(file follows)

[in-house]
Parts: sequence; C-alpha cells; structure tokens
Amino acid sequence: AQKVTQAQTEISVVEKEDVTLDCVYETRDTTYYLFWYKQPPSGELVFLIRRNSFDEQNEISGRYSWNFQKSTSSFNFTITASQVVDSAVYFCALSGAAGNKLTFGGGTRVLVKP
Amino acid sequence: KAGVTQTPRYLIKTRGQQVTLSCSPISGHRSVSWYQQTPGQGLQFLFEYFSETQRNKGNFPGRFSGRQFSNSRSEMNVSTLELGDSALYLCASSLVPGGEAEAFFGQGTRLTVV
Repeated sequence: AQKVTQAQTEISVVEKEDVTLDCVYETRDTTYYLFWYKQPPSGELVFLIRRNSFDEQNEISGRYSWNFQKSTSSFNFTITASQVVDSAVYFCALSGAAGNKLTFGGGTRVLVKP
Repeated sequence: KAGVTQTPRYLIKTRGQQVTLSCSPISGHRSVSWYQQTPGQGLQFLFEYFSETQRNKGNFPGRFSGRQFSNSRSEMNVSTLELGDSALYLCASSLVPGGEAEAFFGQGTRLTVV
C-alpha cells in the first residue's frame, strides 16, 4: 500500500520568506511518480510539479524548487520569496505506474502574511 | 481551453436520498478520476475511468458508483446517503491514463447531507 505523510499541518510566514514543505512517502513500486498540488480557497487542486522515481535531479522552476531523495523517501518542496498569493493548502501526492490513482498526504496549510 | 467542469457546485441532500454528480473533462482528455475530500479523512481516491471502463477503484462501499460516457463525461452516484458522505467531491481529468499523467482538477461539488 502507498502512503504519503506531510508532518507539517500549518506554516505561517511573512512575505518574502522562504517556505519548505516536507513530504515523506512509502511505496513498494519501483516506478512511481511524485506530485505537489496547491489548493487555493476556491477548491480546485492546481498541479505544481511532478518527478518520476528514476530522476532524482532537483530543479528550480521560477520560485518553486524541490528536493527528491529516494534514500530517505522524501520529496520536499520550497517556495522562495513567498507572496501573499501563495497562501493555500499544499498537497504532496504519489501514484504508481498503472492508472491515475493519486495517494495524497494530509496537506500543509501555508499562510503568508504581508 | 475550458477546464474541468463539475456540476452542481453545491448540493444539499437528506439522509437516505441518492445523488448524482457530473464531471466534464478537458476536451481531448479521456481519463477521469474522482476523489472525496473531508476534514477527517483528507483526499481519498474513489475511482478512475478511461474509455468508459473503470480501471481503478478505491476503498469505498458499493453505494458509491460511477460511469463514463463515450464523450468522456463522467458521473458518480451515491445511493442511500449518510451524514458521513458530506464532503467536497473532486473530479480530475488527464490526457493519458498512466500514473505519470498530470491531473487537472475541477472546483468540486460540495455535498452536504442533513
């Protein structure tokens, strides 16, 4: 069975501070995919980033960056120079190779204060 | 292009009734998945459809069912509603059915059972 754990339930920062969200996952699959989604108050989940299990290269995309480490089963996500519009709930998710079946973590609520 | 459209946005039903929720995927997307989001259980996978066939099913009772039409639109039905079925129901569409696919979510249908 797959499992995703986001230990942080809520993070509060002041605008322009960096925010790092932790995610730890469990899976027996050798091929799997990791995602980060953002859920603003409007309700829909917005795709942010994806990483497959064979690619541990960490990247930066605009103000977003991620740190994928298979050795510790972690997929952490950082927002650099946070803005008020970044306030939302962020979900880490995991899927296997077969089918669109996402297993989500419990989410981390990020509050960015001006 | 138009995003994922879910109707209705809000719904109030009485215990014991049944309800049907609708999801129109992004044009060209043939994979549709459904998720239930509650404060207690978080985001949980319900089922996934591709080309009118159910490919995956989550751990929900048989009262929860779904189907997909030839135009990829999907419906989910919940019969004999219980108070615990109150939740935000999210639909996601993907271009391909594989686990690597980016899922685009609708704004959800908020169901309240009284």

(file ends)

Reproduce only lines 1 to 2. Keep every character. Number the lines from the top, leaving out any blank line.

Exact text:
[in-house]
Parts: sequence; C-alpha cells; structure tokens